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Experts explain salt's environmental impact

With temperatures jumping over 50 degrees Monday, Michiana saw a lot of snow melting along roadways.  But it has many concerned and asking where the salt goes when the snow melts.

An estimated 22 million tons of salt are scattered across roads in the United States every year.  

"Sometimes it will go in the ground water and you might expect it to get into drinking water wells," says Richard Brown, the manager of operations with Envirocorp Inc. in South Bend.  

The salt can find its way into streams, lakes, rivers, even ground water, which in theory, could affect the environment and cause problems with our drinking water, elevating the amounts of sodium and chloride.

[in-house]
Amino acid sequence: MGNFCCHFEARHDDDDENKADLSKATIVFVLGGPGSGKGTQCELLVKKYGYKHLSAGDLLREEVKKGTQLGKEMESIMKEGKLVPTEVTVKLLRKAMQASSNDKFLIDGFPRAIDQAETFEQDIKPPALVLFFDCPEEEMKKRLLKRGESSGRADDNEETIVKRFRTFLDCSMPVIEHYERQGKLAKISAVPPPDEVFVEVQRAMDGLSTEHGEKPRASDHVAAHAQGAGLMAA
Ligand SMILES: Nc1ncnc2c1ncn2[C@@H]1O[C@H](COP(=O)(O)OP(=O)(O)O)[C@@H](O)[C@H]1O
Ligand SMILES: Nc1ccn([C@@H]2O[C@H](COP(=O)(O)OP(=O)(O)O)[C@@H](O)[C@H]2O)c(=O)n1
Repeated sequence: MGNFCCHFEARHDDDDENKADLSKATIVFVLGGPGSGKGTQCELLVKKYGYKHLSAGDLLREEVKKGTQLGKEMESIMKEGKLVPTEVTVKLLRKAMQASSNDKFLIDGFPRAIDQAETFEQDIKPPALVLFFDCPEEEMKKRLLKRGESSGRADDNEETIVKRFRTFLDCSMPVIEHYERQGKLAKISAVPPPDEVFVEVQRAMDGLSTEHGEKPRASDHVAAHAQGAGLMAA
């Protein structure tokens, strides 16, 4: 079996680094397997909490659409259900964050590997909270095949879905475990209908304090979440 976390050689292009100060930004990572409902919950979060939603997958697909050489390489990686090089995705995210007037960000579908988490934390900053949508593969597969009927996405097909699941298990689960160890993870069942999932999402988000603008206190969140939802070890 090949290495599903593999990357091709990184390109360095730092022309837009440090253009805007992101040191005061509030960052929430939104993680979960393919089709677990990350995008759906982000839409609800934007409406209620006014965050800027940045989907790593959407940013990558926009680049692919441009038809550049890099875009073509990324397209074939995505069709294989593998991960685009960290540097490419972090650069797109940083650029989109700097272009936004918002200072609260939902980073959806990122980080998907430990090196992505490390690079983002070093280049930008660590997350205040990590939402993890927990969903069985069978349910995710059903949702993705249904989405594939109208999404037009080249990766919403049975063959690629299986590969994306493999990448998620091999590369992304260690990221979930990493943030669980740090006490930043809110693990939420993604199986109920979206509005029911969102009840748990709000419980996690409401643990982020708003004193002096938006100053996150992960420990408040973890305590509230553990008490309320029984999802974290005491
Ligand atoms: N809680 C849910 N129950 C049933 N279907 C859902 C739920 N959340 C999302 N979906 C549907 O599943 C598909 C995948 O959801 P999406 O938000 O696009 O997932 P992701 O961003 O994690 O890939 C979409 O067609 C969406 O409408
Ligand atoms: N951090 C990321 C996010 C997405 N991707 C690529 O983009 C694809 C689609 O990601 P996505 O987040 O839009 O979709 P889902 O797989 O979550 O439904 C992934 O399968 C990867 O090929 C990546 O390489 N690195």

Brown and his environmental engineering firm conducted a study to test the effects salt can have once all the snow melts.  He says for the most part, the salt gets diluted enough it doesn't make a huge impact.

Officials with the city of South Bend say they used 6500 tons of salt this season.  

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